As the Democrats and Republicans continue to blame each other for lack of compromise on federal spending matters, it seems more likely that the U.S. will plunge over the fiscal cliff like Wile E. Coyote in the old Road Runner cartoons.
Media coverage of Washington's cat and mouse (or coyote and land bird) game has overshadowed some positive movement in the economy in the metro area.
The Brookings Institution, a nonprofit public policy organization, recently released its December 2012 report on economic recovery data in the top 100 U.S. metropolitan areas.
Overall, Brookings data shows the country moving slowly in a positive direction, with unemployment ticking down, output edging up and home prices posting gains.
The Washington, DC metro area--which includes the District, Virginia, Maryland and West Virginia--moved up four places from the previous quarter, from 62nd to 58th.
In four key indicators, measuring growth or decline from the indicator's lowest point (or trough) over the last three years to the third quarter of 2012, Washington, DC, ranks as follows:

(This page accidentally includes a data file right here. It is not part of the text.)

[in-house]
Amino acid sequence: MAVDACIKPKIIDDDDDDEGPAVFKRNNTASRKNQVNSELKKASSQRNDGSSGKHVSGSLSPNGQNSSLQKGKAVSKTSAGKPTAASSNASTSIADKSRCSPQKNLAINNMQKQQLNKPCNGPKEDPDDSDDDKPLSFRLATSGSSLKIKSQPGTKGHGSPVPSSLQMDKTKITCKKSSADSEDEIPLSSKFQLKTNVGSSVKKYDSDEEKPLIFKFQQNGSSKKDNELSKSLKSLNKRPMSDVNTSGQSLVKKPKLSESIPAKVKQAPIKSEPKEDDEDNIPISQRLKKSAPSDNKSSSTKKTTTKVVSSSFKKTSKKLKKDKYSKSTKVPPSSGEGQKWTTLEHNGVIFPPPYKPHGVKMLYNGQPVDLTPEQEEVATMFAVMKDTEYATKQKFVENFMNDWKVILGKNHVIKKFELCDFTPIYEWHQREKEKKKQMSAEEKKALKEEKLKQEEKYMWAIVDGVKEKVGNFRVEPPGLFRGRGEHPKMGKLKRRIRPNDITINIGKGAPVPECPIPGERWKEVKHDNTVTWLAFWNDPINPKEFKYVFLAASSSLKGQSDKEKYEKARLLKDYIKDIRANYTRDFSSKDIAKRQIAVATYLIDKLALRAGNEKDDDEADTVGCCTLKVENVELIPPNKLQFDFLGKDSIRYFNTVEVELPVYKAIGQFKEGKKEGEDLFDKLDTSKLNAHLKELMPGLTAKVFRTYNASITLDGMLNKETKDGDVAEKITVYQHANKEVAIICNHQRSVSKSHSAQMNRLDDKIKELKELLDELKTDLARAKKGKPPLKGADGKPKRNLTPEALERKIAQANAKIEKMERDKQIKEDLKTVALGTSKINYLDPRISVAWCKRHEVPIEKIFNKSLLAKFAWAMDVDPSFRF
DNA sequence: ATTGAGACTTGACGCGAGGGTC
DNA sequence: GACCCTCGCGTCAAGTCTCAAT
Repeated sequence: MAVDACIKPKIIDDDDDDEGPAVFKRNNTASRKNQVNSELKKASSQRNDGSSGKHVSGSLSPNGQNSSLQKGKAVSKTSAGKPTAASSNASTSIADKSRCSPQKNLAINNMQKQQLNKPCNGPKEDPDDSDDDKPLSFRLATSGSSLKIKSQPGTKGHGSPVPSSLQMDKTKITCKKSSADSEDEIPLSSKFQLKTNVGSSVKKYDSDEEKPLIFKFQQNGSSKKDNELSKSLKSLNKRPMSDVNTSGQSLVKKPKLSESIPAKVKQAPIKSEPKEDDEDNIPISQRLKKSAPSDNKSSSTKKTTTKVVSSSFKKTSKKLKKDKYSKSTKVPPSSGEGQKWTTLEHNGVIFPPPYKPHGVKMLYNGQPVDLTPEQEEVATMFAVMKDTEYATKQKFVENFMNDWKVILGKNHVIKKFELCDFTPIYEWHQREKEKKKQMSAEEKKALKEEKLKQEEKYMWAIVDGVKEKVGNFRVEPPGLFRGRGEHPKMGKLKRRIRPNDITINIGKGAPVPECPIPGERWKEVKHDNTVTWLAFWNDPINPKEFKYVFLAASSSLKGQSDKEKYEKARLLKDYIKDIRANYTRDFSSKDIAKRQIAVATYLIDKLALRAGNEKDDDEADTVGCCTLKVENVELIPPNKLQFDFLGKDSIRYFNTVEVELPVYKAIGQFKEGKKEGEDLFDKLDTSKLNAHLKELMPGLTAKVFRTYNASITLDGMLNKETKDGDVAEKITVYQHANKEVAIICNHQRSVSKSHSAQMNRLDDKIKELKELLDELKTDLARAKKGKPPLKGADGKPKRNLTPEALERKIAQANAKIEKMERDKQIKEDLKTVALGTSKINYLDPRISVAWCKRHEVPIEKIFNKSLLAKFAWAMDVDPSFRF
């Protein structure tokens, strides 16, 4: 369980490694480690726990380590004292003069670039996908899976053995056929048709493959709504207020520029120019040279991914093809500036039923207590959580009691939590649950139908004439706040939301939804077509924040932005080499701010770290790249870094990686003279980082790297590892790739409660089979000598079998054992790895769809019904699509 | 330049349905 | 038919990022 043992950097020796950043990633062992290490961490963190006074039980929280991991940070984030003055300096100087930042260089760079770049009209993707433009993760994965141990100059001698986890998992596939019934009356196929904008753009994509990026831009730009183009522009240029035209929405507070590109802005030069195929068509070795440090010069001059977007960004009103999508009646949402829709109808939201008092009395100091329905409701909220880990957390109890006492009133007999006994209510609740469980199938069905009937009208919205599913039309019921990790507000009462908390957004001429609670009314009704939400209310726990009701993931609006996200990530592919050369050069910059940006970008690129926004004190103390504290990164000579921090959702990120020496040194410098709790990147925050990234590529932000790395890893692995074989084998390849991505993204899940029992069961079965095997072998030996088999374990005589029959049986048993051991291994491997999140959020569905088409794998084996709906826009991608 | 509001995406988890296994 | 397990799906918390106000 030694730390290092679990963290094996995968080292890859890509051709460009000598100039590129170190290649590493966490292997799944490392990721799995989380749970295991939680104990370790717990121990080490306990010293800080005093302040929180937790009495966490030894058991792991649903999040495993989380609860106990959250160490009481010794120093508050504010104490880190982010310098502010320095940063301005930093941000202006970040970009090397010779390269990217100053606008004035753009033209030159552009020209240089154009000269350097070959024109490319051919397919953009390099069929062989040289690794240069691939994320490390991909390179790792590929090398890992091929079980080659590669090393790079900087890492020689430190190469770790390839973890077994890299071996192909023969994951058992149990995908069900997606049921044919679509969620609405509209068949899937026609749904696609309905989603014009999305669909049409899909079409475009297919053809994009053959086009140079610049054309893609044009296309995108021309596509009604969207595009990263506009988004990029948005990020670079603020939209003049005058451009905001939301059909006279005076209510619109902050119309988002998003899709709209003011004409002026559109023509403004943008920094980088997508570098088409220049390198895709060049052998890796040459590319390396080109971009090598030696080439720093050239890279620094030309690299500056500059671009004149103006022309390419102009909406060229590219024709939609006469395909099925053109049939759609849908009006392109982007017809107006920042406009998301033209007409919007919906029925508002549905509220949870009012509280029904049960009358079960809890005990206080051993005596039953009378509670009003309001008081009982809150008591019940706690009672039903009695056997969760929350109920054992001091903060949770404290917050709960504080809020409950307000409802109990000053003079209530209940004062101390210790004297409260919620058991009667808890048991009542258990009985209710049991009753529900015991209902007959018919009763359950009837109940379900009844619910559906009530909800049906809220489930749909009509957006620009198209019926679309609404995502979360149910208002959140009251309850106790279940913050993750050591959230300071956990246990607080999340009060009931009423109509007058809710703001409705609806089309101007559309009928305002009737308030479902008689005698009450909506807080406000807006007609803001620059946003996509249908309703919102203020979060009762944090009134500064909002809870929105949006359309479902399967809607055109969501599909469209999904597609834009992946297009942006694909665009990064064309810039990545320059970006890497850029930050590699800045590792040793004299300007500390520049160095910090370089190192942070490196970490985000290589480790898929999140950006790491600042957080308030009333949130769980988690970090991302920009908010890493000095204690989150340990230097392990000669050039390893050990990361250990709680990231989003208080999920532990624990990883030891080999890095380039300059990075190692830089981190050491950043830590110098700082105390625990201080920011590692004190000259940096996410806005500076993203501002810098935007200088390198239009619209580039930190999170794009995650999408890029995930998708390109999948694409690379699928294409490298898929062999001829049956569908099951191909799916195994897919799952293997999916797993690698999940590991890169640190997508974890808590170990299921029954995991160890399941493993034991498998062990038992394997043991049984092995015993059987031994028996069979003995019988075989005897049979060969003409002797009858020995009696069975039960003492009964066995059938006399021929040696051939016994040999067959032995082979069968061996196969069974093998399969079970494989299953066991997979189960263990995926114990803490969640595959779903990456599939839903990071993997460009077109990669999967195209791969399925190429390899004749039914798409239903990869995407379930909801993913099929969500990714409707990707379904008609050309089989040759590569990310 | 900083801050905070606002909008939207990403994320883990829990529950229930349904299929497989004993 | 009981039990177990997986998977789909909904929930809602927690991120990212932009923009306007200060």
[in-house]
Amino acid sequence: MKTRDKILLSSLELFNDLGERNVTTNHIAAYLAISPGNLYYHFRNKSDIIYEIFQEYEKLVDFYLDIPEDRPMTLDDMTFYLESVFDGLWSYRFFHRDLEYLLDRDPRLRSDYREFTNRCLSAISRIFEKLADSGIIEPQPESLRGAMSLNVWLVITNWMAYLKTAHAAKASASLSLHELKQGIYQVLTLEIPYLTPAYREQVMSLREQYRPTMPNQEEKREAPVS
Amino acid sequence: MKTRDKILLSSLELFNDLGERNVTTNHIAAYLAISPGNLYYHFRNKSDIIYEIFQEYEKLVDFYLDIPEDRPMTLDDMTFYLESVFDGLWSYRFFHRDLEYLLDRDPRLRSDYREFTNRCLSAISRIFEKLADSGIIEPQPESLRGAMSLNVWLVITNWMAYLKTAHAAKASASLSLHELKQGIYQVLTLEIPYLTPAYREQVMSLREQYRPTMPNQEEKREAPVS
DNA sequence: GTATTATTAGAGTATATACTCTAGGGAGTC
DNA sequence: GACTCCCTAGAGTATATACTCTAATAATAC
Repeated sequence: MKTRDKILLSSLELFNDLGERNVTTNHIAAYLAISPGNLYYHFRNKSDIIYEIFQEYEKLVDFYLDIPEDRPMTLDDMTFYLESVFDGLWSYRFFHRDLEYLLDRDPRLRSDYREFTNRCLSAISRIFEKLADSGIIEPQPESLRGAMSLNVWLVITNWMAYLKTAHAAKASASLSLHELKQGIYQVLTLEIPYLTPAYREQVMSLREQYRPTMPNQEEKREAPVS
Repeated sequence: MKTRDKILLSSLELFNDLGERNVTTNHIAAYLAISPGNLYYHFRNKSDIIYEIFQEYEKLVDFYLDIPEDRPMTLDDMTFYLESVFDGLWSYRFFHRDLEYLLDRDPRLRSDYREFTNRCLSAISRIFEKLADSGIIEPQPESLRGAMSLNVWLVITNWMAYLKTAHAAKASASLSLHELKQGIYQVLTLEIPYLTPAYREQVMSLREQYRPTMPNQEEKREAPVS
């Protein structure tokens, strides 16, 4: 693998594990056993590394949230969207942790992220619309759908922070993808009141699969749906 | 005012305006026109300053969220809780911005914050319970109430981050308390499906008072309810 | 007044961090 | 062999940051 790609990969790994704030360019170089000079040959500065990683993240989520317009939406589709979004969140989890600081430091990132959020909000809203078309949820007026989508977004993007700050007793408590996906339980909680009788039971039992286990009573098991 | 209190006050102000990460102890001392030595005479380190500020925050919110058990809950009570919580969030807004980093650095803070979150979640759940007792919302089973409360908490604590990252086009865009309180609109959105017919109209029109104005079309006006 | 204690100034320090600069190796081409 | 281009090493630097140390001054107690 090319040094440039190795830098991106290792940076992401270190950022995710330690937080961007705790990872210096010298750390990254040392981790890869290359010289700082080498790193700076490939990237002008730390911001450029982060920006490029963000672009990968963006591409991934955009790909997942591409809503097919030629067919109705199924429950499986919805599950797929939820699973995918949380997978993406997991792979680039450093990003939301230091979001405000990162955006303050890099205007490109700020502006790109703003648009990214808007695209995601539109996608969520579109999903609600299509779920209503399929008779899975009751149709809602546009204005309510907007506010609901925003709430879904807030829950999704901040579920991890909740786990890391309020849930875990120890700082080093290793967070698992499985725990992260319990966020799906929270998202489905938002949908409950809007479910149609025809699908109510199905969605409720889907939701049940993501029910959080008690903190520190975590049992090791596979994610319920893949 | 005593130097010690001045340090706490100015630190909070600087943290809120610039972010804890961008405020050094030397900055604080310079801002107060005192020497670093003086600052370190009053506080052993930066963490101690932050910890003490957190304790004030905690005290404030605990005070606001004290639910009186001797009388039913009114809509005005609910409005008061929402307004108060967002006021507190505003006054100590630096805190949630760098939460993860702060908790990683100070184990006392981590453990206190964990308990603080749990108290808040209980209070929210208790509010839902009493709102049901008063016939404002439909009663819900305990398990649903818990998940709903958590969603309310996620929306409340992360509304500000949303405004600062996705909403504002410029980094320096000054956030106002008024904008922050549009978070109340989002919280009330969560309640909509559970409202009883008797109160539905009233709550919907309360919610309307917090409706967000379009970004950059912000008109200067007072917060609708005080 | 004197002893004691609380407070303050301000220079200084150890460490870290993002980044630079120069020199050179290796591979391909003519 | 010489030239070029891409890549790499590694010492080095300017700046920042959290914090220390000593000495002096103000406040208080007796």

- Employment - 36th, up 3.6% since a low in the first quarter of 2012
- Unemployment - 73rd, down 1.3 pts. since a low in the fourth quarter of 2009
- Output (Gross Domestic Product) - 54th, up 6.4% from a low in the second quarter of 2009
- House prices - 37th, up 1.4% since the second quarter of 2012.
While those figures may seem like meager recovery, at least the numbers continue to trend positively.
How do you think the fiscal cliff will affect our area's economic recovery?